Hillary Clinton expected to make full recovery from blood clot in her head
US secretary of state eager to return to work one month after doctors ordered her to rest
US Secretary of State Hillary Rodham Clinton left a New York hospital after three days of treatment and is expected to make a full recovery from a rare blood clot in her head.
The 65-year-old diplomat was forced to spend New Year's Eve in hospital.
"Her medical team advised her that she is making good progress on all fronts, and they are confident she will make a full recovery," said a top aide, Deputy Assistant Secretary of State Philippe Reines.
He said that America's top diplomat was "eager to get back to the office".
Earlier, Clinton appeared in public for the first time in almost a month when she came out of a building at the New York Presbyterian Hospital, accompanied by her smiling husband, former president Bill Clinton, as well as her daughter, Chelsea.
It was the first time Hillary Clinton had been seen in public since suffering a stomach virus on returning from a trip to Europe on December 7, which triggered a series of health scares, and doctors to order her to rest.
Reines did not say when the secretary would return to work though, promising only to issue an update in coming days.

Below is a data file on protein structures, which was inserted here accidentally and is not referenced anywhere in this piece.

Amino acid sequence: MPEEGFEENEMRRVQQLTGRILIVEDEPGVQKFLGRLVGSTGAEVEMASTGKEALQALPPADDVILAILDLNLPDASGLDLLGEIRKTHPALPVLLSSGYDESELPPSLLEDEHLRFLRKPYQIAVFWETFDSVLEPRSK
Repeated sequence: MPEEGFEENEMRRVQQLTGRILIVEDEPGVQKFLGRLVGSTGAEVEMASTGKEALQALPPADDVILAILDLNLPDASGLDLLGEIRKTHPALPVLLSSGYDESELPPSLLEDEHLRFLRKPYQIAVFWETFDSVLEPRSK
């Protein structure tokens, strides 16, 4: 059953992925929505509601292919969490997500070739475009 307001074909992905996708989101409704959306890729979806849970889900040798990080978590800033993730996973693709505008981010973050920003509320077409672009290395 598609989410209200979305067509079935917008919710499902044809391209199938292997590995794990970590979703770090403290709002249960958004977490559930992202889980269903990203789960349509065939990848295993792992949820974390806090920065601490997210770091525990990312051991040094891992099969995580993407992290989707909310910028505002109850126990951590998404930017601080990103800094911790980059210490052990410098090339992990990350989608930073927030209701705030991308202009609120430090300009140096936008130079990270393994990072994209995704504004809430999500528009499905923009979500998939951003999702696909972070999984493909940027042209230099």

He did not say where she was going to rest, but she has a home in Chappaqua, New York. The health scare, which has grounded the normally indefatigable secretary of state, came as she prepares to step down after four busy years in office later this month.
She will most likely hand the baton to Senator John Kerry, who has been nominated by President Barack Obama to replace her.
Kerry's appointment will have to be confirmed by the new Senate, but as a veteran, well-respected senator, he is expected to sail through his confirmation hearing.
Clinton has been largely credited with helping to restore America's image abroad in the past four years, and Obama has said that he had begged her to extend her term.
But the former first lady and senator has admitted to being exhausted after being in the public eye for almost two decades. As secretary of state she has flown almost 1.6 million kilometres and visited 112 countries, tirelessly promoting democracy and what she calls "smart power".